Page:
Four: Restrant

Night after night, they camped hidden among the trees. Pa pulled the handcar off the old number road, into the cover of the woods. Then, they would find a clearing where they would make camp.

Once they found a nice flat place away from the road, Laura and Mary would sweep the ground clear of rocks and nettles. Then Ma would hang up the big tarp that she had stitched from hides and scraps of old lectricmade fabrics. Finally, snug and dry beneath their little lean-to in the Big Woods, they would unfurl their bedrolls and settle in.

Most nights, unless it was snowing heavily, Pa would trace their route backwards a ways to muddle their tracks while Ma began preparing supper.

If Pa said it was safe, they could have a cookfire. Ma might boil a bit of saltmeat with carrots and pickled kale and perhaps even a few herbs or moss that she had spied along the road. Sometimes, Ma would bake a big round wheel of soybread in her skillet, and Laura would have warm yellow bread to dip into her stew.

On some nights, after supper, Mary and Laura could stay up and watch the fire dwindle into embers. This was Laura’s favorite time. If he wasn’t too tired, Pa would tell them stories or bring out his two-string and sing them the old traditionals Uncle Freddie had taught him as a boy.

It was not easy, sleeping outdoors on the ground night after night. The woods were cold, even beneath Laura’s layers of furs and blankets. The ground was hard and uneven, even lying atop her bedroll. But Laura knew she must not complain. She knew that she must be brave and strong on their long journey to the Wastes.

Late one day, they came to the ruins of a Merican town. It had no name, at least not on Pa’s map, but they had seen the ruins from afar. It lay at the bottom of a valley, along the shores of a tiny lake. From the mountain pass where the Old Fifty-Three Road twisted down through the wooded hills of the Wisconsin, the gray shapes of the ruins below looked so still and quiet. Pa declared that he was certain that the town was long abandoned.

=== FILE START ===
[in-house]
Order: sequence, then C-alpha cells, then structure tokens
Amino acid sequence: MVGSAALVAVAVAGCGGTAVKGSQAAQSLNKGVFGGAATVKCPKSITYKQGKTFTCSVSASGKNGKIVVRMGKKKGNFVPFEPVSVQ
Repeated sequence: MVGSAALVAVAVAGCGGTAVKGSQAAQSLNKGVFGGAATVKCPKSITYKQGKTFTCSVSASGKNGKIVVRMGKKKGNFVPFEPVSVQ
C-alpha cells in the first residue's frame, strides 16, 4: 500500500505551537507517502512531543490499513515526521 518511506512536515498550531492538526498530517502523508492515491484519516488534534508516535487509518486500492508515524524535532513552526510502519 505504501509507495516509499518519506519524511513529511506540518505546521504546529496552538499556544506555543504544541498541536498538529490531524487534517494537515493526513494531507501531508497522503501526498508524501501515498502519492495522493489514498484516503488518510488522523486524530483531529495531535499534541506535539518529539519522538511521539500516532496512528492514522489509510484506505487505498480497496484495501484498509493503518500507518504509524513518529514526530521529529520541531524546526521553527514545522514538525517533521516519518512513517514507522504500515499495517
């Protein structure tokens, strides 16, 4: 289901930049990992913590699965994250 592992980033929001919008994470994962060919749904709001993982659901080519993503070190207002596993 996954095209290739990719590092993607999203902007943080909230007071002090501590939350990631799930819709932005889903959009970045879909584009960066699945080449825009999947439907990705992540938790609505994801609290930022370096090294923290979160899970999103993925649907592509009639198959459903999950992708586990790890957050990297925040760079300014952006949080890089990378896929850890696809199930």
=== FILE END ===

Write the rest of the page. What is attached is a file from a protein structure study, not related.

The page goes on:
The old number road wound down into the valley, taking Laura and her family right to the ruins. Snow was falling gently but steadily by the time they reached the abandoned town, and Pa said they might as well stop for the day and see if they couldn’t find some shelter indoors for a change. He turned the handcar, and they made their way cautiously down a side trail that seemed to lead towards the heart of the old Merican settlement.

According to Pa, that trail had probably been a street back when people lived in those parts, paved with creetrock like the old number roads. Probably it was the town’s main street, he said, because it was so long and straight.

Laura looked up and down the trail. If there had once been a creetrock road here, the Big Woods had done a fine job of covering it up. She thought of the Old Fifty-Three Road. Shrubs often sprouted from its cracks and nibbled away at its edges, but it never disappeared entirely. The old number roads have deep creetrock foundations that make it hard for plants to take root, and, in those days, trade convoys still used the roads, trampling saplings beneath boots and carwheels and helping to keep the woods at bay.

This lonely, forgotten side road was something different. The distinction between road and woods wasn’t always clear. Yet, as they walked deeper into the ruins, Laura began to see what Pa meant. Ahead of her, she could make out a long straight swath where the ground was flat and the trees were shorter and not gathered so closely together.

On either side of this corridor where the town’s main street had been, Laura saw square columns of brick and stone. They were evenly spaced, standing in neat rows. They began to pass one after another, and Laura realized that they were chimneys. The houses that once surrounded them had fallen away, their wooden boards and shingles absorbed into the nest of forest foliage from which the lonely pillars rose.